[Skip to Content]
[Skip to Content Landing]
June 27, 1959


Author Affiliations


From the Department of Orthopaedic Surgery, Northwestern University Medical School, and Chicago Wesley Memorial Hospital.

JAMA. 1959;170(9):1050-1051. doi:10.1001/jama.1959.63010090001010

This article is only available in the PDF format. Download the PDF to view the article, as well as its associated figures and tables.


No emergency demands more immediate surgical intervention for the preservation of the life of a patient than that which attends cardiac arrest in the operating room. If more than a few minutes lapse between the time of cessation of the heartbeat and restimulation of the heart by massage and electricity, one of three things will inevitably result: 1. The patient will die on the operating table. 2. The heartbeat may be restored, even after the maximum length of time for obtaining a satisfactory end-result, but the patient will die within a few hours or a day or two at the most. 3. The most tragic end-result is to be found when the heartbeat has been restored after too long a delay and the patient survives indefinitely without any intelligence.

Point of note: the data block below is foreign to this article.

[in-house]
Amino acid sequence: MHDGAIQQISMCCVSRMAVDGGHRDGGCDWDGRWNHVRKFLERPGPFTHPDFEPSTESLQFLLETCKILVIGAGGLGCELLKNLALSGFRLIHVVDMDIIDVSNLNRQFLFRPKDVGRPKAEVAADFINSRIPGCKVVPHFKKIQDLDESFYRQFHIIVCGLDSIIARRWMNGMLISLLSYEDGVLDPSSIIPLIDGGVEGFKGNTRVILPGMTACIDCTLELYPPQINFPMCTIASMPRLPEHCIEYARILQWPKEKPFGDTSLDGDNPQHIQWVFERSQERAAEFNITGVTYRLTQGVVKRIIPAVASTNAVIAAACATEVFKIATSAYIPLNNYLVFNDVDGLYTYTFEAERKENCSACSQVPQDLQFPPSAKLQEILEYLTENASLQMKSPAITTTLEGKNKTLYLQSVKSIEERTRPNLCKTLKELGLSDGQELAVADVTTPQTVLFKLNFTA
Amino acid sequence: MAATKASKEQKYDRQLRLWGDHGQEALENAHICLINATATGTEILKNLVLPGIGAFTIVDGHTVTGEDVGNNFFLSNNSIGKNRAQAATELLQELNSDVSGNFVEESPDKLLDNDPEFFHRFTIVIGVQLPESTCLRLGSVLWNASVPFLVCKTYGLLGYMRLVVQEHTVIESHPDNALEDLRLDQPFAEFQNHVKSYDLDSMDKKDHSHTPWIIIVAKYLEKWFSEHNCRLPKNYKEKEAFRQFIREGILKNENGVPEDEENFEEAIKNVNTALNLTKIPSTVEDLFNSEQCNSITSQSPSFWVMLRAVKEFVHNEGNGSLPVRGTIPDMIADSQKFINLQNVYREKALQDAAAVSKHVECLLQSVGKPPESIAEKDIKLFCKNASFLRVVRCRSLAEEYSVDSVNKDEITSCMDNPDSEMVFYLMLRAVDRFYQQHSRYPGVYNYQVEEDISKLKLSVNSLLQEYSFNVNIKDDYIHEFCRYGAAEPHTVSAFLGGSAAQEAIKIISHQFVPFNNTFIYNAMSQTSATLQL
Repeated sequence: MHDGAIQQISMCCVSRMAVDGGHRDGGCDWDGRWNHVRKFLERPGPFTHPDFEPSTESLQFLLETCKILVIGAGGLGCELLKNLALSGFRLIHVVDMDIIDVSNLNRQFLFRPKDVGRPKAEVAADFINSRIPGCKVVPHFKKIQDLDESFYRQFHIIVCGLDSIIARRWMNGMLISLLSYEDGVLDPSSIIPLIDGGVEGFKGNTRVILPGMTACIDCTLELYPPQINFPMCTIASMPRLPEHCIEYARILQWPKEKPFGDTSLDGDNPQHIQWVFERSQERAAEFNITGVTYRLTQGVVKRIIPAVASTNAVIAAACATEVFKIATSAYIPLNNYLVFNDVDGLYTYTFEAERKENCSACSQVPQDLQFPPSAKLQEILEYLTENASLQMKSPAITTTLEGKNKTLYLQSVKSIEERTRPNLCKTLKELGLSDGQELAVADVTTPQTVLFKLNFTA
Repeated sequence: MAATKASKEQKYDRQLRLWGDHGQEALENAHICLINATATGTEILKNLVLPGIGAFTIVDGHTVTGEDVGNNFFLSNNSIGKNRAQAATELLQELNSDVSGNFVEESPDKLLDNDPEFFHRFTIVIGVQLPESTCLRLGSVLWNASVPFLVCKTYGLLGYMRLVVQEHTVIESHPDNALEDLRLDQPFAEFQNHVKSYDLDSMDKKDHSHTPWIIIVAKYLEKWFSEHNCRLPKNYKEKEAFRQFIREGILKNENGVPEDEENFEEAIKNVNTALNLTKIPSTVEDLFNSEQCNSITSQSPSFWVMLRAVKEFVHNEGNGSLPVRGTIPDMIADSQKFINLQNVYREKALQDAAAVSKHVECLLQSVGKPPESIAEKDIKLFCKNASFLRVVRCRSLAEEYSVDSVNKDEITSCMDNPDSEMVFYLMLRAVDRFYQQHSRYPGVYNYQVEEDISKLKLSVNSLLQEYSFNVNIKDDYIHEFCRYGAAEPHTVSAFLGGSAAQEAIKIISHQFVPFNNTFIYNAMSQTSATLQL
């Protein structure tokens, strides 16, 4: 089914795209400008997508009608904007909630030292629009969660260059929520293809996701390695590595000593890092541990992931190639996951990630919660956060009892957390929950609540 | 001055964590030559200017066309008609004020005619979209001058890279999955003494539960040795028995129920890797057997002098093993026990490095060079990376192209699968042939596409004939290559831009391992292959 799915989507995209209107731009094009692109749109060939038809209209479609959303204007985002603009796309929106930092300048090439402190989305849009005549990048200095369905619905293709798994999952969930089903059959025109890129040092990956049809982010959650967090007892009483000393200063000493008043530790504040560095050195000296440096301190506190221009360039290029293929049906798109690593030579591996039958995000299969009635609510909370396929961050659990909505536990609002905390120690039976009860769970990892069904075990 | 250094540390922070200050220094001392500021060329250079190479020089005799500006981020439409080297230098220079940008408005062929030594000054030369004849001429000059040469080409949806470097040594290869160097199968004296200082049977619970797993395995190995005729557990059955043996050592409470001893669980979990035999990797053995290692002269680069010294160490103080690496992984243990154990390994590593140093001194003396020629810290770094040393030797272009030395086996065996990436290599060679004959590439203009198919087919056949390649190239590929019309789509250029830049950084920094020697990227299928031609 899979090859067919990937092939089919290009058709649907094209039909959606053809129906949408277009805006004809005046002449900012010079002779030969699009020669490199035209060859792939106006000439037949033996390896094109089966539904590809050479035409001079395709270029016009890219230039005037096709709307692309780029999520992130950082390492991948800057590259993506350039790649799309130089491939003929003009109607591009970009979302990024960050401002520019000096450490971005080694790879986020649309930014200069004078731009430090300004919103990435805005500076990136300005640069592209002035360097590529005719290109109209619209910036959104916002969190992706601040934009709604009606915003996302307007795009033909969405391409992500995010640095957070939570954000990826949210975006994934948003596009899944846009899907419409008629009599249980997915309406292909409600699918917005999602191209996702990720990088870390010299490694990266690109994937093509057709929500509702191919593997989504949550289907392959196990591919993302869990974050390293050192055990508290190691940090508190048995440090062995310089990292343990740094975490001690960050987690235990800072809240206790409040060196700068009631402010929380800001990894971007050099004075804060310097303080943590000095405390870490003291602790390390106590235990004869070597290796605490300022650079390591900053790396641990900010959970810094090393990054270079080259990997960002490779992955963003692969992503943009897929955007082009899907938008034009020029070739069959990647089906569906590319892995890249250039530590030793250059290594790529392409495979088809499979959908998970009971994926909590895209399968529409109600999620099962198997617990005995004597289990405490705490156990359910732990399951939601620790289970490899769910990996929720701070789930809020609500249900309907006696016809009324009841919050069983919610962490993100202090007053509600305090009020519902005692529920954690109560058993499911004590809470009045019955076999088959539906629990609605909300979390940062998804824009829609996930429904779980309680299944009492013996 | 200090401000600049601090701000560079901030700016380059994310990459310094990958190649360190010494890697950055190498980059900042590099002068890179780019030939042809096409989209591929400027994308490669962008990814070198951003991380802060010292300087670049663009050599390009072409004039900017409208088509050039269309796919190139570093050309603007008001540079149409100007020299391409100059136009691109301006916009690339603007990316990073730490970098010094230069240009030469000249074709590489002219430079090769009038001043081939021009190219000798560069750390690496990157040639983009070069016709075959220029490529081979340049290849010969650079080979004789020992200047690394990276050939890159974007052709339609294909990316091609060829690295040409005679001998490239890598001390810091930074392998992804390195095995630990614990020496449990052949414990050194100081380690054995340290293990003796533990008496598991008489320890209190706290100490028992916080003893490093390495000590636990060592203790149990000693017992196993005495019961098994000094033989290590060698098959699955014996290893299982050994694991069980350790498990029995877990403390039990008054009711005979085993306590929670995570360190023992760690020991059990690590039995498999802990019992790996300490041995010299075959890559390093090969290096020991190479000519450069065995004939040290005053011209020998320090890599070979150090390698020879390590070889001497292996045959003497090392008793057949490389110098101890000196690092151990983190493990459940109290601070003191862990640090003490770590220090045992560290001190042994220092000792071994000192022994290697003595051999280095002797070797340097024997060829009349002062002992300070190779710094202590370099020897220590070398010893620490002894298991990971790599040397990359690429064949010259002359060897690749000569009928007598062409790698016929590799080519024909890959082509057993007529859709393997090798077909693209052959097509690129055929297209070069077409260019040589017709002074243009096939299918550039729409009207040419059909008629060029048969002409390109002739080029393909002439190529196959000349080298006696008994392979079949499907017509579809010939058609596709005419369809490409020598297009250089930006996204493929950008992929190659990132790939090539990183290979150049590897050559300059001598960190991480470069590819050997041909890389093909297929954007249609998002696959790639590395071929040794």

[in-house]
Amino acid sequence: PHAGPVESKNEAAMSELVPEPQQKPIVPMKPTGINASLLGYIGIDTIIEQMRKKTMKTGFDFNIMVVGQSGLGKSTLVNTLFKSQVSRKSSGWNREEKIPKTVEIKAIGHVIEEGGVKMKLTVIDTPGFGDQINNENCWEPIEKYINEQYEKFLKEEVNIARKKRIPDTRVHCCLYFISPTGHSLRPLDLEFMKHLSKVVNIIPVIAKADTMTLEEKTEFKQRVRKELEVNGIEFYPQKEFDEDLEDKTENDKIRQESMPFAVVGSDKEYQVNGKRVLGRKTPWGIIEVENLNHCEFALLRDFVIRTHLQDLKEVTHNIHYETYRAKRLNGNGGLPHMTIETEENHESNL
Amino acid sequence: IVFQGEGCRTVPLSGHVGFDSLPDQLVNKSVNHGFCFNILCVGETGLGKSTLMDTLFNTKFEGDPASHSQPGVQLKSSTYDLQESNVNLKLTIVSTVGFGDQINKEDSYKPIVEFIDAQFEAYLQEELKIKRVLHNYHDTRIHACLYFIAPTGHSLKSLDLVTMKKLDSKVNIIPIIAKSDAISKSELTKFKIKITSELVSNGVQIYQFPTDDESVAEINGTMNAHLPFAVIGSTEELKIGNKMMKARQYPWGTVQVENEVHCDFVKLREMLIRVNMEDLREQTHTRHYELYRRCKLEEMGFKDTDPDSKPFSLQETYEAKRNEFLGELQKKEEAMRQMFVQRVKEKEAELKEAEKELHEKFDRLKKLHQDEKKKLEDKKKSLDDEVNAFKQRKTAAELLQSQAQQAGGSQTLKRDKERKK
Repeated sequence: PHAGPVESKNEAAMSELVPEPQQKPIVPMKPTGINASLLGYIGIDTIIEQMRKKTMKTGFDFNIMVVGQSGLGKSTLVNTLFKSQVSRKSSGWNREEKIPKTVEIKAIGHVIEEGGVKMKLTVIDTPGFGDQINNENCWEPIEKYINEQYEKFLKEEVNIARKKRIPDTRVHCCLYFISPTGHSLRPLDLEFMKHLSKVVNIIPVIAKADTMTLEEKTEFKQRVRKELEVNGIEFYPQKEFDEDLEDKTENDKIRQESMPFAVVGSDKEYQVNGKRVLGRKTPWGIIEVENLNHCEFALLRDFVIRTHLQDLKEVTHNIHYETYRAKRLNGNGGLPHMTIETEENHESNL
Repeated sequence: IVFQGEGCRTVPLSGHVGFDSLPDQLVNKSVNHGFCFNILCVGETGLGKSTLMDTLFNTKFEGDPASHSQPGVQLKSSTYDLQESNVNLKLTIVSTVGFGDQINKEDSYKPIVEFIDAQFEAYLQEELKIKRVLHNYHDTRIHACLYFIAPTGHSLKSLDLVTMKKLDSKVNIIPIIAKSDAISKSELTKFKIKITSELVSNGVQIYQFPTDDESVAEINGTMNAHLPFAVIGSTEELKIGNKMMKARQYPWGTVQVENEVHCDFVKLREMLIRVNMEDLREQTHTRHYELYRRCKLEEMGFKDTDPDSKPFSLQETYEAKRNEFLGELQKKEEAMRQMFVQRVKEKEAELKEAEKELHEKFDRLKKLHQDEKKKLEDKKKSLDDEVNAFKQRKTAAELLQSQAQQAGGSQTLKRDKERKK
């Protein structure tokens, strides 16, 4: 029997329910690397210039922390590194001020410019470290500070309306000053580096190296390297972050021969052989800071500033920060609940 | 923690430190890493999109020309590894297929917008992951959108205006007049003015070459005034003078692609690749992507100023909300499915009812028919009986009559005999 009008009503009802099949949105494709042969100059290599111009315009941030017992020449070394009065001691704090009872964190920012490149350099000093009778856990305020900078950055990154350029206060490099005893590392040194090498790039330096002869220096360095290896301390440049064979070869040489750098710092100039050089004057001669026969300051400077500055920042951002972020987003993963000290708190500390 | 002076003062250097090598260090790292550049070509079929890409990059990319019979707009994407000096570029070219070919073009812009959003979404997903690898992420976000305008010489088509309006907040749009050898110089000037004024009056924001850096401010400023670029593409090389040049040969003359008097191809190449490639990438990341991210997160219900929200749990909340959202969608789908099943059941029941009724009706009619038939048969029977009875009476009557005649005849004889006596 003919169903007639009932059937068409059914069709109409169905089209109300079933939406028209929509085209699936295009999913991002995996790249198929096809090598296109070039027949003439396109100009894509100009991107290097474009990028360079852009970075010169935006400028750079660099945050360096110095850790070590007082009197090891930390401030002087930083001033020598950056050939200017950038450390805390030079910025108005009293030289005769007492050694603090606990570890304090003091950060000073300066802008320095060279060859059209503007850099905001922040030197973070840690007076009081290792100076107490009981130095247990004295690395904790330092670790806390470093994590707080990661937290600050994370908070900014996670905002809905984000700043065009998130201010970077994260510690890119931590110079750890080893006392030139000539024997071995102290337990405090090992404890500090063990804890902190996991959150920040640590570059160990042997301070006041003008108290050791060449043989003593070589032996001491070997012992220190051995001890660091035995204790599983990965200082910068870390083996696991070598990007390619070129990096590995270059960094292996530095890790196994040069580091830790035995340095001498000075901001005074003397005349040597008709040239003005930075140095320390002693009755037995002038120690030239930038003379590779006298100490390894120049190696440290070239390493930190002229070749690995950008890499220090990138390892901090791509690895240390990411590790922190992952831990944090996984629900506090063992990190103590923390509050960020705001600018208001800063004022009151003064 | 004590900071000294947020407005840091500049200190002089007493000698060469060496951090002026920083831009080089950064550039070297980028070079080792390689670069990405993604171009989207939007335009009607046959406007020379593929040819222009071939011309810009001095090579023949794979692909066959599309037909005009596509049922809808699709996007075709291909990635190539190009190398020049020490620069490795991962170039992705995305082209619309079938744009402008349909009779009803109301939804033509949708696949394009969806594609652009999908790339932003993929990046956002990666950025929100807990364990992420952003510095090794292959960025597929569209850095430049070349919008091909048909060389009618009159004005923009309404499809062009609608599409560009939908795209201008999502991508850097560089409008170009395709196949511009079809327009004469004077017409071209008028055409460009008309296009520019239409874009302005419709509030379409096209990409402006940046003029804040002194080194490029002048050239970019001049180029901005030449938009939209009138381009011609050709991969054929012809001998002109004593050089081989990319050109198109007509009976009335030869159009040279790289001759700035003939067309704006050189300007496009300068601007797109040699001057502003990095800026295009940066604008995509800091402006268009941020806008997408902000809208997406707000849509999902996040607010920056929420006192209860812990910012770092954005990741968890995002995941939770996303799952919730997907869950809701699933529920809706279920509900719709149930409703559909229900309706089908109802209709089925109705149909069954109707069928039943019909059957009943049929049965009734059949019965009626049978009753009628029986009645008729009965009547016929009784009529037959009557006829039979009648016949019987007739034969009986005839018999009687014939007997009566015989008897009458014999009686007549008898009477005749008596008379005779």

For a patient to live weeks, months, or even years with the brain cells thus severely damaged by prolonged anoxia is

First Page Preview View Large
First page PDF preview
First page PDF preview